Like any other field in science, genetics has its own language. However, genetics is also a multidisciplinary field that encompasses expertise, and hence terminology, from diverse areas of science, including molecular biology, statistics, clinical medicine, and, most recently, bioinformatics . Despite all of the new and changing language in the field, two of the most frequently used terms in genetics are still "chromosomes" and "genes."
Humans have twenty-three pairs of chromosomes. One member of each pair is inherited from the person's mother, and the other from the father. Of the pairs, twenty-two are known as autosomes . The remaining pair consists of the sex chromosomes, which determine a person's gender. Females have two X chromosomes, and males have one X chromosome and one Y chromosome.
Chromosomes are located in the nucleus of a cell. During cell division, which is known as mitosis, the chromosomes' long strands coil up tightly, to the point where they can be seen as individual units under the microscope. At this stage, each chromosome is composed of two identical strands, called chromatids (each of which further consists of two strands of nucleotides). Chromatids are attached at a constriction point called the centromere.
Chromosomes can be distinguished by their size and by their "banding pattern." Researchers use a chemical staining process in the laboratory to create the banding pattern, allowing them to see the chromosomes more easily. Each chromosome is divided into two sections, or "arms," with one arm on each side of the centromere. The short arm is called the p arm, and the long arm is the q arm. The bands on each arm are numbered. As new and better staining techniques are developed, the numbering system is also refined, so that band 32, for example, would be subdivided into 32.1, then 32.15, and so on. One particular position on the long arm of chromosome 5 would be referred to as 5q32.15.
Almost every human chromosome contains more than a thousand genes. Therefore, even a small extra piece or missing piece of a chromosome results in hundreds of genes being added or deleted from an individual. When researchers study a person's chromosomes, they try to determine if there are any missing or extra chromosomes or chromosome pieces. The addition or deletion of genes sometimes causes a recognizable genetic disorder. Down syndrome, for example, results when there are three copies of chromosome 21 rather than the normal two.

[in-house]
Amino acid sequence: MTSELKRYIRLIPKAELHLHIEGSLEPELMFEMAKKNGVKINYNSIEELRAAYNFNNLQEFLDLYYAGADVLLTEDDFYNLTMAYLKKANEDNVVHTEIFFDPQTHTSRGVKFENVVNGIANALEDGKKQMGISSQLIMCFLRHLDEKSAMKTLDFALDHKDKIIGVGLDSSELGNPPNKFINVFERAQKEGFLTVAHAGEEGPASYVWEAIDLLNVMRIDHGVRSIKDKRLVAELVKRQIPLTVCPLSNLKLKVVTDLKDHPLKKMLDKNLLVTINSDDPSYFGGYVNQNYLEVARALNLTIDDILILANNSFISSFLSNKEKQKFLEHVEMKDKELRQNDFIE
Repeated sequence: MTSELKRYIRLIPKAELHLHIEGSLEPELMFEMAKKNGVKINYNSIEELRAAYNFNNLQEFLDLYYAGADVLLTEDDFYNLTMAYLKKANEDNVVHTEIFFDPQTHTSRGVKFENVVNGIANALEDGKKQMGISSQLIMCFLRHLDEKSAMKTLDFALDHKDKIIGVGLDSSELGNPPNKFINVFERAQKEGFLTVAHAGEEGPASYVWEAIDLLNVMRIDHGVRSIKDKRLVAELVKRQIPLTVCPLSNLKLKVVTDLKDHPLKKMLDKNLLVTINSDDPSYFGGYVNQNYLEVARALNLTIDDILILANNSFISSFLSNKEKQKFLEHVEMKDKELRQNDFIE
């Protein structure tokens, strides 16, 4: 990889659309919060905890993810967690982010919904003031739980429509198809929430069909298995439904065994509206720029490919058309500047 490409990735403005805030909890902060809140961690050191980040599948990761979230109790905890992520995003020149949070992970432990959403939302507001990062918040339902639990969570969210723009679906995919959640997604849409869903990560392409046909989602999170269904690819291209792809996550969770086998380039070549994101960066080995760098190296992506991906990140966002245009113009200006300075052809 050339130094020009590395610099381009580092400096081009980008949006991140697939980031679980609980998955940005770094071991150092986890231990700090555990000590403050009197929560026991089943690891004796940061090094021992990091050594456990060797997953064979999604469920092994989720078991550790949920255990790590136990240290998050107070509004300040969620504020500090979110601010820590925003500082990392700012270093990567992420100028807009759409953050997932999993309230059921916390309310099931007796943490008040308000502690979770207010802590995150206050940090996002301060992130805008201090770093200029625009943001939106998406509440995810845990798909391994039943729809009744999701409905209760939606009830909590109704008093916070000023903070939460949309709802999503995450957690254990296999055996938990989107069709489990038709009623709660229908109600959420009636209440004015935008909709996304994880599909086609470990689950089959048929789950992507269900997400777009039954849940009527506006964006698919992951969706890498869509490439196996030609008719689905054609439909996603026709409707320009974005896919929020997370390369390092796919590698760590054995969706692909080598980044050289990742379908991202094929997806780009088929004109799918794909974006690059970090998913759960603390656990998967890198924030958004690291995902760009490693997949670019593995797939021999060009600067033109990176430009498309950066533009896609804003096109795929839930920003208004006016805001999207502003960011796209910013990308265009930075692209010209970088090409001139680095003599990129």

Genes are very small structures that lie on chromosomes. They are the instructions, or blueprints, for producing proteins, which are the building blocks that our bodies use to grow, develop, and function. Humans have an estimated thirty thousand to forty thousand genes.
As happens with other types of scientific discovery, the person who discovers a gene names it, and a scientist can name a gene anything he or she wants. This has led to some confusion, as different naming schemes are used by different groups. To bring order to the situation, several international working groups are trying to standardize the naming of genes. There are separate working groups that focus on naming genes from humans, mice, fruit flies, plants, and other organisms.
Some scientists choose names based on the clinical disorder that is thought to be associated with changes in the gene. For example, one gene was named CFTR because changes in its sequence are associated with the disease cystic fibrosis. Geneticists studying fruit flies traditionally use single-word names, such as wingless, hunchback, and sevenless, that refer to the effect of a mutation in the gene. "Sevenless" refers to the absence of the R7 protein.
For human genes, abbreviations are commonly used. Abbreviated names are especially useful for genes with long names. WNT2, for example, stands for "wingless-type MMTV integration site family member 2." Although the word "wingless" seems unnecessary (humans, of course, don't have wings!), WNT2 is named after similar genes in fruit flies. Genes are often named after genes they resemble in other organisms.
Sometimes the gene name is actually a variation of the name of the protein it makes. For example, the RELN gene in the human encodes the "reelin" protein. The "reelin" protein was named for the reeling motion exhibited by mice that lack a functional copy of the protein.
Other genes are classified based on what their proteins do. For example, HOX genes (short for homeobox) are genes involved in development. Individual HOX genes are named with additional letters and numbers, such as HOXA1 or HOXD9. The consistent naming system lets scientists know that any gene with the name HOX is likely to play a specific role in development.
There are even playful gene names that have nothing to do with a disorder or protein. An example is the SHH gene, which is involved in the development of the brain, spinal cord, and limbs. The SHH gene is named after the cartoon character Sonic the Hedgehog!
see also Bioinformatics; Chromosomal Banding; Chromosome, Eukaryotic; Fruit fly: Drosophila.
HUGO Gene Nomenclature Committee. <http://www.gene.ucl.ac.uk/nomenclature>.
no·men·cla·ture / ˈnōmənˌklāchər/ • n. the devising or choosing of names for things, esp. in a science or other discipline. ∎ the body or system of such names in a particular field: the nomenclature of chemical compounds. ∎ formal the term or terms applied to someone or something: “customers” was preferred to the original nomenclature “passengers.”DERIVATIVES: no·men·cla·tur·al / ˌnōmənˈklāchərəl/ adj.